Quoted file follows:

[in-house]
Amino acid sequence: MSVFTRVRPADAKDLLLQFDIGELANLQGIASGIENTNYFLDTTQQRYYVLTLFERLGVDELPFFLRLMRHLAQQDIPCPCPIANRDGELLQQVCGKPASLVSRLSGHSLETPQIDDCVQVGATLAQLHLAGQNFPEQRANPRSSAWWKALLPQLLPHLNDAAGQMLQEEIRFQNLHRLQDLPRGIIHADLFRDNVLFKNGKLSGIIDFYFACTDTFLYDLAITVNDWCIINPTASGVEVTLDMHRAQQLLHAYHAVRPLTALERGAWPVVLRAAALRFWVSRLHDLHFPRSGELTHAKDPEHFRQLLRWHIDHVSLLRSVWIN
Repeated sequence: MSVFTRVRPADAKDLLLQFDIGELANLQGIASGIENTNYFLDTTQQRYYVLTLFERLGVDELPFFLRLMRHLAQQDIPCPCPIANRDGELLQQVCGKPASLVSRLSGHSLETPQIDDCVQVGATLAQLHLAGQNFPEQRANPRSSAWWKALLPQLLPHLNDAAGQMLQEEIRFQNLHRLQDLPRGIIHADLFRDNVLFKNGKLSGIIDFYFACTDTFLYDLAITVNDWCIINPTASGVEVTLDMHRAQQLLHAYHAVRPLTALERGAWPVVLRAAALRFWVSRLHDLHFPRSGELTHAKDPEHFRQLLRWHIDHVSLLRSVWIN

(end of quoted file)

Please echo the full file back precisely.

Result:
[in-house]
Amino acid sequence: MSVFTRVRPADAKDLLLQFDIGELANLQGIASGIENTNYFLDTTQQRYYVLTLFERLGVDELPFFLRLMRHLAQQDIPCPCPIANRDGELLQQVCGKPASLVSRLSGHSLETPQIDDCVQVGATLAQLHLAGQNFPEQRANPRSSAWWKALLPQLLPHLNDAAGQMLQEEIRFQNLHRLQDLPRGIIHADLFRDNVLFKNGKLSGIIDFYFACTDTFLYDLAITVNDWCIINPTASGVEVTLDMHRAQQLLHAYHAVRPLTALERGAWPVVLRAAALRFWVSRLHDLHFPRSGELTHAKDPEHFRQLLRWHIDHVSLLRSVWIN
Repeated sequence: MSVFTRVRPADAKDLLLQFDIGELANLQGIASGIENTNYFLDTTQQRYYVLTLFERLGVDELPFFLRLMRHLAQQDIPCPCPIANRDGELLQQVCGKPASLVSRLSGHSLETPQIDDCVQVGATLAQLHLAGQNFPEQRANPRSSAWWKALLPQLLPHLNDAAGQMLQEEIRFQNLHRLQDLPRGIIHADLFRDNVLFKNGKLSGIIDFYFACTDTFLYDLAITVNDWCIINPTASGVEVTLDMHRAQQLLHAYHAVRPLTALERGAWPVVLRAAALRFWVSRLHDLHFPRSGELTHAKDPEHFRQLLRWHIDHVSLLRSVWIN